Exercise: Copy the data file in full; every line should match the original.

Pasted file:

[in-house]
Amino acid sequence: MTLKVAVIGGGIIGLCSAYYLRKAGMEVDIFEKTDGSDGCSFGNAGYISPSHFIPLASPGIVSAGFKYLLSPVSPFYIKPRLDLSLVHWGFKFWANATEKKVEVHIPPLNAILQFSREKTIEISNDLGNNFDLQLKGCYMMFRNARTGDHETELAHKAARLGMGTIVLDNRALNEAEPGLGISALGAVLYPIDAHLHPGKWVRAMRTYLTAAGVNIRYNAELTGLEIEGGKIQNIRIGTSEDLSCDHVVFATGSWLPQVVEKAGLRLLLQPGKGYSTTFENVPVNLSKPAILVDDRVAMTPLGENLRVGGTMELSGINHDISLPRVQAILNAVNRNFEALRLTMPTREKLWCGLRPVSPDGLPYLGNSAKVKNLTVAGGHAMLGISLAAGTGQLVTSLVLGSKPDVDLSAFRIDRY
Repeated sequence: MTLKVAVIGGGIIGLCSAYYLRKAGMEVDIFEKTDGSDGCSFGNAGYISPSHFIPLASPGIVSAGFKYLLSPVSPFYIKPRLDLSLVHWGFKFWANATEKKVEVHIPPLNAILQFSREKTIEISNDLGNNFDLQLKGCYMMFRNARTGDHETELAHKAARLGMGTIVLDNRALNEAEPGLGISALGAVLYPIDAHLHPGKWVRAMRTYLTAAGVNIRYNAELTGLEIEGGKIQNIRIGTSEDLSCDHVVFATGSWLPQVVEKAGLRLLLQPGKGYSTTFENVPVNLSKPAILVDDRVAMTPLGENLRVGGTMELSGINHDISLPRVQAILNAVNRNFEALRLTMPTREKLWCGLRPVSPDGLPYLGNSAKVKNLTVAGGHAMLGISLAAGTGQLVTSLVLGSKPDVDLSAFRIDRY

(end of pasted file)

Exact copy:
[in-house]
Amino acid sequence: MTLKVAVIGGGIIGLCSAYYLRKAGMEVDIFEKTDGSDGCSFGNAGYISPSHFIPLASPGIVSAGFKYLLSPVSPFYIKPRLDLSLVHWGFKFWANATEKKVEVHIPPLNAILQFSREKTIEISNDLGNNFDLQLKGCYMMFRNARTGDHETELAHKAARLGMGTIVLDNRALNEAEPGLGISALGAVLYPIDAHLHPGKWVRAMRTYLTAAGVNIRYNAELTGLEIEGGKIQNIRIGTSEDLSCDHVVFATGSWLPQVVEKAGLRLLLQPGKGYSTTFENVPVNLSKPAILVDDRVAMTPLGENLRVGGTMELSGINHDISLPRVQAILNAVNRNFEALRLTMPTREKLWCGLRPVSPDGLPYLGNSAKVKNLTVAGGHAMLGISLAAGTGQLVTSLVLGSKPDVDLSAFRIDRY
Repeated sequence: MTLKVAVIGGGIIGLCSAYYLRKAGMEVDIFEKTDGSDGCSFGNAGYISPSHFIPLASPGIVSAGFKYLLSPVSPFYIKPRLDLSLVHWGFKFWANATEKKVEVHIPPLNAILQFSREKTIEISNDLGNNFDLQLKGCYMMFRNARTGDHETELAHKAARLGMGTIVLDNRALNEAEPGLGISALGAVLYPIDAHLHPGKWVRAMRTYLTAAGVNIRYNAELTGLEIEGGKIQNIRIGTSEDLSCDHVVFATGSWLPQVVEKAGLRLLLQPGKGYSTTFENVPVNLSKPAILVDDRVAMTPLGENLRVGGTMELSGINHDISLPRVQAILNAVNRNFEALRLTMPTREKLWCGLRPVSPDGLPYLGNSAKVKNLTVAGGHAMLGISLAAGTGQLVTSLVLGSKPDVDLSAFRIDRY